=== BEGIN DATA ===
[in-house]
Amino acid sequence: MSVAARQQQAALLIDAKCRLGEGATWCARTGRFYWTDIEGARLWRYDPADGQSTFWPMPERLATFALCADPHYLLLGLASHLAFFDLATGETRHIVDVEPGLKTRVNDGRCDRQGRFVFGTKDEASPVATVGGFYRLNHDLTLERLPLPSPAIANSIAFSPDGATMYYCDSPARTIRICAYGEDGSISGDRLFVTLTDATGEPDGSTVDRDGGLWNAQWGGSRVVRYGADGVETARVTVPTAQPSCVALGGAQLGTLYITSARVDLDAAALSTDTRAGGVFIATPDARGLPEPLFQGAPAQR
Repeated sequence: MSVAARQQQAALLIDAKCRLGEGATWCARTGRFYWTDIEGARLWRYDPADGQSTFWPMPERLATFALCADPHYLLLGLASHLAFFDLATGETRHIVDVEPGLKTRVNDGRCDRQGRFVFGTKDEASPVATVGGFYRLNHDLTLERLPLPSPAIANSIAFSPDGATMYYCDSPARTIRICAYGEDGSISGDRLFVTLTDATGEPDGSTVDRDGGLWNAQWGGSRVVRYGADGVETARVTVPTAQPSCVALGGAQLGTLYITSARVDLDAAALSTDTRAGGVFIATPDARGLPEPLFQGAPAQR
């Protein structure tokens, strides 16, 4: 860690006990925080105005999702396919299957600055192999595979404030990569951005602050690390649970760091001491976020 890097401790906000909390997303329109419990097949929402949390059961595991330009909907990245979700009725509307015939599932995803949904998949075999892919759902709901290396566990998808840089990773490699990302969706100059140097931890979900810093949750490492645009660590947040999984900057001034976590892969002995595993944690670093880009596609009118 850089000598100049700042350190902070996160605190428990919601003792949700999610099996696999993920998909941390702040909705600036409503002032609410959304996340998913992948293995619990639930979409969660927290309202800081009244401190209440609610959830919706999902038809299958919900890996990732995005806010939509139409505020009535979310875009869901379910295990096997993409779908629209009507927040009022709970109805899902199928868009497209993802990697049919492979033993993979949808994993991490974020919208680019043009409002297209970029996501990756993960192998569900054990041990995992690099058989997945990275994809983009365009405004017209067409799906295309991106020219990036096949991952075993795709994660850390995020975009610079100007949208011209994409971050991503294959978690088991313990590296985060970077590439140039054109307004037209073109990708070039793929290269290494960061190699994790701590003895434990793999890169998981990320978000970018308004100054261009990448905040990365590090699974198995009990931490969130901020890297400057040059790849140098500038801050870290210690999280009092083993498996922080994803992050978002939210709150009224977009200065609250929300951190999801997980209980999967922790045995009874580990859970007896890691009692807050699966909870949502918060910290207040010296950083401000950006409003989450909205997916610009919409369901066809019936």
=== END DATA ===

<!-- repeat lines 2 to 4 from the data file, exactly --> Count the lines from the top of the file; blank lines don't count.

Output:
Amino acid sequence: MSVAARQQQAALLIDAKCRLGEGATWCARTGRFYWTDIEGARLWRYDPADGQSTFWPMPERLATFALCADPHYLLLGLASHLAFFDLATGETRHIVDVEPGLKTRVNDGRCDRQGRFVFGTKDEASPVATVGGFYRLNHDLTLERLPLPSPAIANSIAFSPDGATMYYCDSPARTIRICAYGEDGSISGDRLFVTLTDATGEPDGSTVDRDGGLWNAQWGGSRVVRYGADGVETARVTVPTAQPSCVALGGAQLGTLYITSARVDLDAAALSTDTRAGGVFIATPDARGLPEPLFQGAPAQR
Repeated sequence: MSVAARQQQAALLIDAKCRLGEGATWCARTGRFYWTDIEGARLWRYDPADGQSTFWPMPERLATFALCADPHYLLLGLASHLAFFDLATGETRHIVDVEPGLKTRVNDGRCDRQGRFVFGTKDEASPVATVGGFYRLNHDLTLERLPLPSPAIANSIAFSPDGATMYYCDSPARTIRICAYGEDGSISGDRLFVTLTDATGEPDGSTVDRDGGLWNAQWGGSRVVRYGADGVETARVTVPTAQPSCVALGGAQLGTLYITSARVDLDAAALSTDTRAGGVFIATPDARGLPEPLFQGAPAQR
């Protein structure tokens, strides 16, 4: 860690006990925080105005999702396919299957600055192999595979404030990569951005602050690390649970760091001491976020 890097401790906000909390997303329109419990097949929402949390059961595991330009909907990245979700009725509307015939599932995803949904998949075999892919759902709901290396566990998808840089990773490699990302969706100059140097931890979900810093949750490492645009660590947040999984900057001034976590892969002995595993944690670093880009596609009118 850089000598100049700042350190902070996160605190428990919601003792949700999610099996696999993920998909941390702040909705600036409503002032609410959304996340998913992948293995619990639930979409969660927290309202800081009244401190209440609610959830919706999902038809299958919900890996990732995005806010939509139409505020009535979310875009869901379910295990096997993409779908629209009507927040009022709970109805899902199928868009497209993802990697049919492979033993993979949808994993991490974020919208680019043009409002297209970029996501990756993960192998569900054990041990995992690099058989997945990275994809983009365009405004017209067409799906295309991106020219990036096949991952075993795709994660850390995020975009610079100007949208011209994409971050991503294959978690088991313990590296985060970077590439140039054109307004037209073109990708070039793929290269290494960061190699994790701590003895434990793999890169998981990320978000970018308004100054261009990448905040990365590090699974198995009990931490969130901020890297400057040059790849140098500038801050870290210690999280009092083993498996922080994803992050978002939210709150009224977009200065609250929300951190999801997980209980999967922790045995009874580990859970007896890691009692807050699966909870949502918060910290207040010296950083401000950006409003989450909205997916610009919409369901066809019936």